Brunswick County Mosquito Control Supervisor receives recognition for recent publication


Brunswick County Mosquito Control Supervisor receives recognition for recent publication


BOLIVIA, N.C. – Brunswick County Mosquito Control Supervisor Jeff Brown has been recognized by the National Environmental Health Association (NEHA) with a front-page publication in their September 2022 issue of the Journal of Environmental Health (JEH).

NEHA recognized Brown for the following co-authored study: “Operational Insights into Mosquito Control Disaster Response in Coastal North Carolina: Experiences with the Federal Emergency Management Agency After Hurricane Florence.” The publication observed local and federal mosquito control response to Hurricane Florence. The goal of this study was to protect public health and promote recovery efforts after a hurricane by minimizing human–mosquito interactions. Brown and his co-authors provided practical advice for how mosquito control programs can plan, prepare, and implement a successful mosquito control response after a hurricane. You can read more about the publication here.

The authors dedicated this article to the late Rick Hickman, a retiree from Brunswick County Mosquito Control, who provided invaluable operational mosquito control insight to this publication and Brunswick County.

“I believe that our work has proven Brunswick County to be a leader for North Carolina in post-disaster mosquito control response,” Brown said. “I’m happy to see Rick’s contributions to the public safety of Brunswick County live on through this incredible research.”

Mosquito Control Supervisor
Jeff Brown

Brown’s recent publication is one of many research studies he has contributed to. Previous publications include but are not limited to:

Jian, Y., Silvestri, S., Brown, J., Hickman, R., & Marani, M. (2014). The Temporal Spectrum of Adult Mosquito Population Fluctuations: Conceptual and Modeling Implications. PLoS ONE, 9(12).

Sither, C. B., Hopkins, V. E., Harrison, B. A., Bintz, B. J., Hickman, E. Y., Brown, J. S., Wilson, M. R., & Byrd, B. D. (2013). Differentiation of Aedes atlanticus and Aedes tormentor by restriction fragment length polymorphisms of the second internal transcribed spacer. Journal of the American Mosquito Control Association29(4), 376–379.

Brown, J., & Hickman, R. (2005). Vector bearings: An Operational Timeline for Initiating Eastern Equine Encephalitis Bridge Vector Control. Wing Beats, 16(3), 7–8.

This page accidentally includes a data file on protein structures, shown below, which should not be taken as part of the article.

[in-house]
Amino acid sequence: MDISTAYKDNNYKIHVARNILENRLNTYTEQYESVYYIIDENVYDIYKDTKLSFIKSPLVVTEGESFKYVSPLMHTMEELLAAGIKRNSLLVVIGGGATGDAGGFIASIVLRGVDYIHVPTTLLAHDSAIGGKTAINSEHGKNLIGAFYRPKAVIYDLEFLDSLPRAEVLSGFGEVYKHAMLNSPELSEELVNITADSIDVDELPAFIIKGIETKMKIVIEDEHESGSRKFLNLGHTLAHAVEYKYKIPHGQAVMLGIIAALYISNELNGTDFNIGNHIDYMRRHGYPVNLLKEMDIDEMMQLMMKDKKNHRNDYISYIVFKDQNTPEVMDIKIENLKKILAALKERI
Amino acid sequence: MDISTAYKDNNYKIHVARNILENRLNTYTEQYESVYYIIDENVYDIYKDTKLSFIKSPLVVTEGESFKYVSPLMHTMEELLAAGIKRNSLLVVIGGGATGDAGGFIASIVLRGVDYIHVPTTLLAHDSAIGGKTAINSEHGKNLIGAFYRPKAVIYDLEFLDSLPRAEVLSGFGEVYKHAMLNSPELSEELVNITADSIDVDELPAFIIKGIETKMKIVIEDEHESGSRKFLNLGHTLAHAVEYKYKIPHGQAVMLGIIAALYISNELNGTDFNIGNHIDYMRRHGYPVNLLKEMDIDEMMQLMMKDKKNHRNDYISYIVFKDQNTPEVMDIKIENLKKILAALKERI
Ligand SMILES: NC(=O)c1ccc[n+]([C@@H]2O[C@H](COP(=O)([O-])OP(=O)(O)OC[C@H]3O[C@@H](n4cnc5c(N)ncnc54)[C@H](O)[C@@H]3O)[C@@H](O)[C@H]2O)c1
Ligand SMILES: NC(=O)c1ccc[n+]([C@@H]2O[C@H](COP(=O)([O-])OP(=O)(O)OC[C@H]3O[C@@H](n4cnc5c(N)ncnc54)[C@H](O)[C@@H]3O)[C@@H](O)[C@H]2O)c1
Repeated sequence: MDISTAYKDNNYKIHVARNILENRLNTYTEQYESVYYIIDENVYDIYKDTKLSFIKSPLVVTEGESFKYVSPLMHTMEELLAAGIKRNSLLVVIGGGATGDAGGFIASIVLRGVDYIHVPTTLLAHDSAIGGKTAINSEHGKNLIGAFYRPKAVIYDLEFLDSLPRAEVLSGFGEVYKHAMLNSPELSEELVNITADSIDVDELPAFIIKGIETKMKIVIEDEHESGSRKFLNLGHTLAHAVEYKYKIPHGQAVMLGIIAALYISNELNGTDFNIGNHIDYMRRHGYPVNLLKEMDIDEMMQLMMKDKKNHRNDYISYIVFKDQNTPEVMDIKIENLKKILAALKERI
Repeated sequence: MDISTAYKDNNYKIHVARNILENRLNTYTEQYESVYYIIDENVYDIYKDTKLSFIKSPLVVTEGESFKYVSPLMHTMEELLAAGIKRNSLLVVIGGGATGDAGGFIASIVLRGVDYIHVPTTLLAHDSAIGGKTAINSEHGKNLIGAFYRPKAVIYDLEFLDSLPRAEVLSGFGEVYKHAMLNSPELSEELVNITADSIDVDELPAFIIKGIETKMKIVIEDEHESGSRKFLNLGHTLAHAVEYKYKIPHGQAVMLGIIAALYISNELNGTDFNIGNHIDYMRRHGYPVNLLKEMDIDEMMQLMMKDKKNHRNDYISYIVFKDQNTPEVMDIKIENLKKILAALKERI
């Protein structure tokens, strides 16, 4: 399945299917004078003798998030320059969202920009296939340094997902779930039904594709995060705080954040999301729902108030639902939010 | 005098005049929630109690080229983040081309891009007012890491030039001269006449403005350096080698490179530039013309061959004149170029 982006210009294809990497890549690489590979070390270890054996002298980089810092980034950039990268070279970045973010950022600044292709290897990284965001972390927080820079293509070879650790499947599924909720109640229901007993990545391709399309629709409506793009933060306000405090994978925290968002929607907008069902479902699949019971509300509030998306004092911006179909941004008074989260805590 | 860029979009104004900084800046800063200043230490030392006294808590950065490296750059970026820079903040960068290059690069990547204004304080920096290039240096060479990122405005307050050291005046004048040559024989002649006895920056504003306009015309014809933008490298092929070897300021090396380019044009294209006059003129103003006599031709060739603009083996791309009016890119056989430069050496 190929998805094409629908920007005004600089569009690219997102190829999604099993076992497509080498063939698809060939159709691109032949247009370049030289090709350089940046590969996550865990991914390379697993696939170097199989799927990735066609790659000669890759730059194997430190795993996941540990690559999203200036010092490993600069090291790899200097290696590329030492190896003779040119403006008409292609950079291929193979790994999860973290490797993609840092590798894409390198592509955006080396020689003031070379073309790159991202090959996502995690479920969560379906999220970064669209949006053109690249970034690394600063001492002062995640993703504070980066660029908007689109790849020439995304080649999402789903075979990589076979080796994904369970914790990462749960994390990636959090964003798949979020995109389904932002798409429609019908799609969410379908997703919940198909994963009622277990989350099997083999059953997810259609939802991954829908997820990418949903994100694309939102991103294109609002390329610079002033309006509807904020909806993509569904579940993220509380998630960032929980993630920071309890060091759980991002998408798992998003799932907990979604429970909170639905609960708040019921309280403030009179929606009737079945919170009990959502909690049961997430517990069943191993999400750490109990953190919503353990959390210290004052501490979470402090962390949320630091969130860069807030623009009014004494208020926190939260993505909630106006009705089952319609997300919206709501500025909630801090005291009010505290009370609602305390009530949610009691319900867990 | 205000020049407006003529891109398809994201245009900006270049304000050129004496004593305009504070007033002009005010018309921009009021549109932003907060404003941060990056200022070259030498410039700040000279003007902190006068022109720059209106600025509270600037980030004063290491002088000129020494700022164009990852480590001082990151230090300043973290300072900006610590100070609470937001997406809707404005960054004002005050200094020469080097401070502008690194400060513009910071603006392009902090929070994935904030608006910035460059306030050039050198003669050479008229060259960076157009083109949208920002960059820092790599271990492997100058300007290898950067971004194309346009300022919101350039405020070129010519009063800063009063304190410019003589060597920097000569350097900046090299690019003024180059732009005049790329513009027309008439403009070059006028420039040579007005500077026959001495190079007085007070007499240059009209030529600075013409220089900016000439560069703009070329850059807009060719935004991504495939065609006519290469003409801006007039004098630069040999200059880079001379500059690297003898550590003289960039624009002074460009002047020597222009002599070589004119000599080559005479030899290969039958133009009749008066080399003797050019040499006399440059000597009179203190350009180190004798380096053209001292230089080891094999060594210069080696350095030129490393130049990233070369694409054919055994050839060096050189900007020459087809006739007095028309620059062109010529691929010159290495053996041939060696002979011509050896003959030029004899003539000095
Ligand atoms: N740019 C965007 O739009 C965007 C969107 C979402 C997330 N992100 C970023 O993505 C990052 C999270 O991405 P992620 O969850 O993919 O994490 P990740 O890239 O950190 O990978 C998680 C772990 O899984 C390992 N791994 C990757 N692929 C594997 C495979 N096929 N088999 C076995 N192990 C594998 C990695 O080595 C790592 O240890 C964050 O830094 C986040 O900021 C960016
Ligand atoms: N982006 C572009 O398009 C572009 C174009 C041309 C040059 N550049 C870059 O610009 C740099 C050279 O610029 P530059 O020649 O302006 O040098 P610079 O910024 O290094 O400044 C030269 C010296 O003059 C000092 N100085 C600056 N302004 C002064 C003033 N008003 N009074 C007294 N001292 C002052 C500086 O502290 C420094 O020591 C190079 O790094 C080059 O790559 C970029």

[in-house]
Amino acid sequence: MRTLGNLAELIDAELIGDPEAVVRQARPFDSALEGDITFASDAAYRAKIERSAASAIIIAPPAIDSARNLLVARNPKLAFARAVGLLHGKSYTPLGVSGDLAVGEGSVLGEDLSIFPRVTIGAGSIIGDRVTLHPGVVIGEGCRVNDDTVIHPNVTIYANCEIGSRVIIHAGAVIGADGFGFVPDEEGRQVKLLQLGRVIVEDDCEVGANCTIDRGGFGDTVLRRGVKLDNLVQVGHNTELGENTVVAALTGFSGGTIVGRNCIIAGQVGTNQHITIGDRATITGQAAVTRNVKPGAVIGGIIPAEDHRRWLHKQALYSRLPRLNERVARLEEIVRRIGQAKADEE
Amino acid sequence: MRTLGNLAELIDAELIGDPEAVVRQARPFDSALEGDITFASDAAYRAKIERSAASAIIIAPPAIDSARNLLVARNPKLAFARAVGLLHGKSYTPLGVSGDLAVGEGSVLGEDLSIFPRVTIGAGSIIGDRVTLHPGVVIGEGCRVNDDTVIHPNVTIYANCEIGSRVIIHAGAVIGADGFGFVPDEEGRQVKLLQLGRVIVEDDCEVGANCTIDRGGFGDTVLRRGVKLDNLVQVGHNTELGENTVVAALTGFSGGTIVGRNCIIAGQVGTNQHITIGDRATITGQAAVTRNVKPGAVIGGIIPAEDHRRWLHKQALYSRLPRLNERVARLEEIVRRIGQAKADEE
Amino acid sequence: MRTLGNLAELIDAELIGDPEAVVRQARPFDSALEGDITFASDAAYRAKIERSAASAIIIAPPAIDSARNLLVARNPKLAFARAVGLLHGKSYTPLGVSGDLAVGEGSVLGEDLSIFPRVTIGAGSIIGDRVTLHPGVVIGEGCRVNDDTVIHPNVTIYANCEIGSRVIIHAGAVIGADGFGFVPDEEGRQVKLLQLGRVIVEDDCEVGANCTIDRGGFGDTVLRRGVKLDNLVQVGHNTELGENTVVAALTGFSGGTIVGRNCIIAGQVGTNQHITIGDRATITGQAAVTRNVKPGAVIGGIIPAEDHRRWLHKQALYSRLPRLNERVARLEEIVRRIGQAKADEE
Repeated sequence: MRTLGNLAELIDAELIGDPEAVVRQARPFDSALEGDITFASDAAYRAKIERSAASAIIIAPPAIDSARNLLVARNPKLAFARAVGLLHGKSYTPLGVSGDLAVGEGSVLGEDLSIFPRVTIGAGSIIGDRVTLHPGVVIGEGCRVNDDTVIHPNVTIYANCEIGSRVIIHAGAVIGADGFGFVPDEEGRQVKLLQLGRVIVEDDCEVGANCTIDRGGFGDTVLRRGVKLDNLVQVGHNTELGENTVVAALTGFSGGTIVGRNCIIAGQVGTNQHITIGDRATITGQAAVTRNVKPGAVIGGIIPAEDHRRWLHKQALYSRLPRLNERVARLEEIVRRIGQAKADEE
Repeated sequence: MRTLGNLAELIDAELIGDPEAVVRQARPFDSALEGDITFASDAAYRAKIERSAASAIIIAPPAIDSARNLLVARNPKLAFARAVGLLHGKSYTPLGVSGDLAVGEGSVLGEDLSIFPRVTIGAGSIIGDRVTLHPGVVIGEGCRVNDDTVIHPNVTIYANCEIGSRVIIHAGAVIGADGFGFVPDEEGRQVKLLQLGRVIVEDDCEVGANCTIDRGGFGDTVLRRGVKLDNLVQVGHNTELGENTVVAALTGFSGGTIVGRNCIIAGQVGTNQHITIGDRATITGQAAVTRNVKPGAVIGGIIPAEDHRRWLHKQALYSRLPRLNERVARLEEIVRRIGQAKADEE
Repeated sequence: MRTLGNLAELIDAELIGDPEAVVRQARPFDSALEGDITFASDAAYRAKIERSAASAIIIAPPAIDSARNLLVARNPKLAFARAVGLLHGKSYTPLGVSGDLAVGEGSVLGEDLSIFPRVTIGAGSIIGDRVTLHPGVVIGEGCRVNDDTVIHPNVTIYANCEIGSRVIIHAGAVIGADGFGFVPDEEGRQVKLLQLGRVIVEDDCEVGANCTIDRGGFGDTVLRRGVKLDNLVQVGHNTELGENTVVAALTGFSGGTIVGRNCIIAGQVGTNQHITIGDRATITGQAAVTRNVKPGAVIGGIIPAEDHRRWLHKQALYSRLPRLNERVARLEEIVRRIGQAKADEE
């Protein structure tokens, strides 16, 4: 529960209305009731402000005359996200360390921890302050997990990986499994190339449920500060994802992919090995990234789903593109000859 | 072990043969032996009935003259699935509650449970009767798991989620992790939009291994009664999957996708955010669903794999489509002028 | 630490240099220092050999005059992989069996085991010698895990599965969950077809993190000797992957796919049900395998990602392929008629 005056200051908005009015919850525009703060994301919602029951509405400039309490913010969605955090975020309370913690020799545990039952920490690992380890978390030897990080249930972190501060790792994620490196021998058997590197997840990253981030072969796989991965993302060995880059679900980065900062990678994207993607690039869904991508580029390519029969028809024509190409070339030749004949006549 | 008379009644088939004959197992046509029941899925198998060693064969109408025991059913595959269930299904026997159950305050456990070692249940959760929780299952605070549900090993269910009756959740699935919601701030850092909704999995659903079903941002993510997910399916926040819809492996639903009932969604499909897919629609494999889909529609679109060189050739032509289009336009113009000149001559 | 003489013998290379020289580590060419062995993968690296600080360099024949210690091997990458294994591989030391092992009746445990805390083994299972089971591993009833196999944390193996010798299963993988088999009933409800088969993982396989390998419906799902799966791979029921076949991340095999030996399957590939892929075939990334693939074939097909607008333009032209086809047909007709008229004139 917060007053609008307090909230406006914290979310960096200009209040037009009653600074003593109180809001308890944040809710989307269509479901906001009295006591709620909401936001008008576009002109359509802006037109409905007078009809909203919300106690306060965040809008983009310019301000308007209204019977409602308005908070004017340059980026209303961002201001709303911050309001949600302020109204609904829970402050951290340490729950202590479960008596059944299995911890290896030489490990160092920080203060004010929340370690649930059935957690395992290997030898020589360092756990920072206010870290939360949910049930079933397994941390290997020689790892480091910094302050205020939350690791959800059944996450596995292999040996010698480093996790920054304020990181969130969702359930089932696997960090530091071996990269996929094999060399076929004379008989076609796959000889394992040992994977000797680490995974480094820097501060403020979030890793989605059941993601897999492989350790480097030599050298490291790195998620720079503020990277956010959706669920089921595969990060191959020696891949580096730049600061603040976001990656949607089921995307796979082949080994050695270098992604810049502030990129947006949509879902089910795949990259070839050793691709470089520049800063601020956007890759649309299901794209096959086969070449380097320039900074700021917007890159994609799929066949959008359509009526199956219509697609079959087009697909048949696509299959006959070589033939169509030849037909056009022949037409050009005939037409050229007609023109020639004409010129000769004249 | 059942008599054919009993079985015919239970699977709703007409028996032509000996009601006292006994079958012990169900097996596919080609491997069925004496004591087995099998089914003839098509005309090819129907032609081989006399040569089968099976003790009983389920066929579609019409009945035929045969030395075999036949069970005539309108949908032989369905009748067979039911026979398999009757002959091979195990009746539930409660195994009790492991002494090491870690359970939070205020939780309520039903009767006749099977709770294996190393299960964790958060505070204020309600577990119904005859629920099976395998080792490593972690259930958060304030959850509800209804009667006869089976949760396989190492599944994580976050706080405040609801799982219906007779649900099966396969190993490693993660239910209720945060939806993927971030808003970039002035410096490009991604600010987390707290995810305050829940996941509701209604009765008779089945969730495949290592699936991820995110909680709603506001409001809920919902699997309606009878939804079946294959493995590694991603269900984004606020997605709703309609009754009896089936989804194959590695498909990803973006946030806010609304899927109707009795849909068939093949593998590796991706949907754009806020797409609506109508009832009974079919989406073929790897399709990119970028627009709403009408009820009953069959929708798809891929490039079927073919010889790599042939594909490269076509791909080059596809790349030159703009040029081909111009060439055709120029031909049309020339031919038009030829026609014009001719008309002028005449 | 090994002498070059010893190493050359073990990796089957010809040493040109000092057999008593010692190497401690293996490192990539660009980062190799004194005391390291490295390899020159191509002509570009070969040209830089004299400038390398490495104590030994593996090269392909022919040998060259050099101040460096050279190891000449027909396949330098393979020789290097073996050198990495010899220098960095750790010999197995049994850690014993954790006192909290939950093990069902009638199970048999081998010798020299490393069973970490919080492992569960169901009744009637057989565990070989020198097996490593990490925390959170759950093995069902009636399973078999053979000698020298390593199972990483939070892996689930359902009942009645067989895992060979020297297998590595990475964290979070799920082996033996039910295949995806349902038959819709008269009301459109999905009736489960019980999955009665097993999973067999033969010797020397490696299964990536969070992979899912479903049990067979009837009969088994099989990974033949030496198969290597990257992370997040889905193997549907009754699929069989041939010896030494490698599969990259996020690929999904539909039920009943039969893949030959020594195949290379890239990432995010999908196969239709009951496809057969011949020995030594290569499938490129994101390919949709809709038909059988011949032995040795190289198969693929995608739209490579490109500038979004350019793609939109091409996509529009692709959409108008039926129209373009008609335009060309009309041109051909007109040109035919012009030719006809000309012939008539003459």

Brown, J. S. (1997). Chronology of a Mosquito Control Effort after Hurricane Fran. Journal of Environmental Health, 60(5), 8–13.

In addition to these publications, Brown has contributed to over 25 articles in the North Carolina Mosquito & Vector Control Association (NCMVCA) newsletter – The Biting Times – in the last two decades. He is currently conducting research for two additional publications; one is currently under review with the Journal of Medical Entomology, and the other is a manuscript that is still in-progress.

Brunswick County has spent many years planning and preparing for post-disaster situations. Brunswick County was the first in the state to implement multi-jurisdictional post-disaster debris contracts, which was done years ago to benefit the county’s municipalities. The County was also the first to successfully put into place the state’s first pre-positioned post-disaster aerial mosquito control contract. As a result of these efforts, North Carolina now has multi-jurisdictional post-disaster debris and mosquito control contracts in place for local governments.

Brown, along with Operation Services Assistant Director of Administration Heather Murray and Mosquito Control Project Coordinator Abram Young, took lead on the development of the County’s post-disaster mosquito control contract after Hurricane Florence. The team worked with county departments and FEMA to successfully acquire the response and reimbursement needed to recover after the disaster.

“I am thankful to the Health, Finance, and EMS departments for their assistance and guidance during post-disaster activities, as the County’s debris and mosquito responses require their input and reporting to be most effective and reimbursable,” Operation Services Director Stephanie Lewis said. “I am also thankful to my staff for their hard work in overseeing these contracts, which were able to significantly impact the response and reimbursement our county received after Florence.”

To learn more about Brunswick County Mosquito Control, visit


The Journal of Environmental Health (JEH) is published 10 times per year and keeps readers updated on current issues, new research, useful products and services, and employment opportunities. As the only direct link to the complete spectrum of environmental health topics, the JEH reaches more than 20,000 professionals working to solve problems in areas such as air quality, drinking water, emergency and all-hazards preparedness, vector control, wastewater management, water pollution control, and many more. To be eligible for publication, researchers must undergo a thorough reviewal process by the JEH that takes approximately six to nine months to complete. Once the research has been reviewed, revised, and approved, the publication is then scheduled for the soonest and most appropriate issue possible. Learn more at


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